2019 Floods

Katie Peikes / IPR file

A year ago, water from the West Fork of the Little Sioux River overtopped a levee and flooded the western Iowa town of Hornick. The town is still recovering, and waiting for future flood mitigation.

Katie Peikes / IPR

The U.S. Army Corps of Engineers met a target goal at the beginning of the month to restore levee systems along the mainstem of the Missouri River to their height before last spring’s flooding. 

Katie Peikes / IPR file

It’s been a year since massive flooding along the Missouri River devastated western Iowa communities. Many are still trying to recover. And forecasters say there's a good likelihood of minor to moderate flooding again this year.


Katie Peikes / IPR File

The Iowa Senate unanimously approved an additional $20 million for flood relief Thursday. If passed by the House of Representatives and signed into law, it would bring the total direct state money for flood recovery projects stemming from the 2019 floods to $35 million.

Katie Peikes / IPR file

Last year, Iowa lawmakers set aside $15 million for flood recovery projects. A state board awarded all of the money to affected communities in eastern and western Iowa. Now, dozens more flood recovery projects are on the table, waiting for the state legislature to put more money in.   


Katie Peikes / IPR file

Southwest Iowa farmers are preparing for next year after suffering big losses from this year’s Missouri River flooding. Some say they are worried about more flooding in 2020, but are sticking to their livelihood.

Courtesy of NOAA

Devices that measure water levels along the Missouri River show the river has finally dropped below flood stage between Sioux City and where the river meets the Mississippi River near St. Louis.

Katie Peikes / IPR file

At least one home in southwest Iowa’s Fremont County is still sitting in high water nearly nine months after floodwaters from the Missouri River inundated parts of the county.  

Michael Leland / IPR

Some southwest Iowa communities are still recovering from last year’s devastating spring flooding from the Missouri River, and they’re watching for warnings of possible flooding in 2020. 

The U.S. Army Corps of Engineers is emptying out flood control storage in the Upper Missouri River Basin reservoirs to lower the chances of flooding next spring. Nick Johnson with Mills County say residents are usually concerned about the possibility of flooding because the county borders the Missouri River, but even more so this year.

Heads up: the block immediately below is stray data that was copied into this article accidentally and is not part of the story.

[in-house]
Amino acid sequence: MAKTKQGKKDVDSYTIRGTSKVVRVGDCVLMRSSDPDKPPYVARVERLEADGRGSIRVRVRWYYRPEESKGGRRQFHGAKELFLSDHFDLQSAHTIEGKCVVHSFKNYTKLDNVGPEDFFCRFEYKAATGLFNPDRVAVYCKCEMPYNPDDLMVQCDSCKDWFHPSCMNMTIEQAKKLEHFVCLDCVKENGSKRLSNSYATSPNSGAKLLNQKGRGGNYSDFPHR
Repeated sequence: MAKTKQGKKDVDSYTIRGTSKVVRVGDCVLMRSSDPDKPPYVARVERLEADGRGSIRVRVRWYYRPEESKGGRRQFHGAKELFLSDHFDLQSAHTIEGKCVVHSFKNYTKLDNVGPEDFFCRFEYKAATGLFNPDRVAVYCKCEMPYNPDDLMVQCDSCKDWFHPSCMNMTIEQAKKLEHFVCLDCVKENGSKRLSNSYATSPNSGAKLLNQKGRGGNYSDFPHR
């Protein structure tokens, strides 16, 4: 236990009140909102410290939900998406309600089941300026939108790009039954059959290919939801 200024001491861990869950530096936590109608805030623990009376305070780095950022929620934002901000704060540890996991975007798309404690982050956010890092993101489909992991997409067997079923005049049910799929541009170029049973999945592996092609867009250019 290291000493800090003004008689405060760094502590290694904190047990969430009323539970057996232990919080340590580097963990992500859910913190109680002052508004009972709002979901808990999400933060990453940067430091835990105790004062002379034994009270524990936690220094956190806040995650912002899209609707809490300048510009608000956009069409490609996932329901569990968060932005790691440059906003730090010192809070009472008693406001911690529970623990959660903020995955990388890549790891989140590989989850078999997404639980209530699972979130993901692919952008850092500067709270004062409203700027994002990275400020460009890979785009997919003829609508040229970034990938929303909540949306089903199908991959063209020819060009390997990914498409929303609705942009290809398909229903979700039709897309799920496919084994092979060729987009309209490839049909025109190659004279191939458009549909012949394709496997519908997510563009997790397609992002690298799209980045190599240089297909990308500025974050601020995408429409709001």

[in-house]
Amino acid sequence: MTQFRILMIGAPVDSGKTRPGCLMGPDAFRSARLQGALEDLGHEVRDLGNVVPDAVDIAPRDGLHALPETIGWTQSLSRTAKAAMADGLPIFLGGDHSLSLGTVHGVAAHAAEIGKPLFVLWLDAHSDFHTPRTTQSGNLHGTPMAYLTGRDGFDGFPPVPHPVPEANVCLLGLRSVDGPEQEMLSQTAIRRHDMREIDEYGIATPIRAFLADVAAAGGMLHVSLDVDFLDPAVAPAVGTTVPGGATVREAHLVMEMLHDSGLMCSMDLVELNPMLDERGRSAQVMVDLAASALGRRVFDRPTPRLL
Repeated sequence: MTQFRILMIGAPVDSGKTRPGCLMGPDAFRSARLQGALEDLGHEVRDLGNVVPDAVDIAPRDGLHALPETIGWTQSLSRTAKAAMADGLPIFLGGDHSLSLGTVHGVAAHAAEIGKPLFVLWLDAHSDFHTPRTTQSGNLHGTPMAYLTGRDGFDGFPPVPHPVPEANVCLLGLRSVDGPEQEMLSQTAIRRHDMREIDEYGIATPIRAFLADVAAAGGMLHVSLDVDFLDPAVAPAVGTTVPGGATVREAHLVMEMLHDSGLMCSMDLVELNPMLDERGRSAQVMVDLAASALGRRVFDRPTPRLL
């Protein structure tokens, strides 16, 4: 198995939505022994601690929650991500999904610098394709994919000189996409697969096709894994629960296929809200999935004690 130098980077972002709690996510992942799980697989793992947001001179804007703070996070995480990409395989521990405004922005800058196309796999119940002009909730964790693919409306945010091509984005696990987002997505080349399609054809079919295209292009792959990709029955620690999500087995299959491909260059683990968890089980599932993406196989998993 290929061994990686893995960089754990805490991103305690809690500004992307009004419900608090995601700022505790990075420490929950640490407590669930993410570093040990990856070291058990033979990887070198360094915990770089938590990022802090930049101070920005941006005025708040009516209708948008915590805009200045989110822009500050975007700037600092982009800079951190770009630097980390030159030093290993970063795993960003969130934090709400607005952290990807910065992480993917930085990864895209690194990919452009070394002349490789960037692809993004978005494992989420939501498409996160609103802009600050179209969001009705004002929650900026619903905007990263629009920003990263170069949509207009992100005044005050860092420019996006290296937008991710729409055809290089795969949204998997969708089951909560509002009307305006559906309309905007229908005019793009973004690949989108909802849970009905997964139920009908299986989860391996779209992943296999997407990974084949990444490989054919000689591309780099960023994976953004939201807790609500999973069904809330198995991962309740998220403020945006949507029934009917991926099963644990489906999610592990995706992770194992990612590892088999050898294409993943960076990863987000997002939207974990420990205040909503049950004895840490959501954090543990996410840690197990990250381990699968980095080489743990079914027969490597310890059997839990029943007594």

Amy Mayer / IPR file

The U.S. Department of Agriculture has paid out a record $4.24 billion in claims for acres farmers couldn’t plant this year.

The “prevented planting” provision allows farmers to file a crop insurance claim when weather conditions leave fields unfit for a crop. Heavy spring rains and flooding left some Midwest farm ground too wet for seeds and equipment during the planting window, meaning farmers couldn’t put in the corn or soybeans they’d intended for those acres. 

IOWA DOT / HTTPS://HB.511IA.ORG/

The Iowa Department of Transportation is raising some sections of Interstate 29 north of Council Bluffs to keep traffic moving even when the Missouri River is at flood stage.

Katie Peikes / IPR

A community in western Iowa is using state flood recovery money to build a berm around town in hopes it will protect people from future flooding. Officials have put their original plan for a protective trail on hold for now.

Iowa 511 / https://hb.511ia.org/ / Iowa DOT

The latest round of flooding along the Missouri River will likely slowly begin to subside over the next several days. The river reached its peak near Council Bluffs on Monday and is expected to fall below minor flood stage there on Saturday.

Austin Yates / Iowa DOT

Updated at 10:40 p.m. Sept. 20.

The Iowa Department of Transportation has closed a 3-mile stretch of Interstate 680 near the Missouri River, the second highway closure in western Iowa due to the latest round of flooding, as the river creeps towards its crest.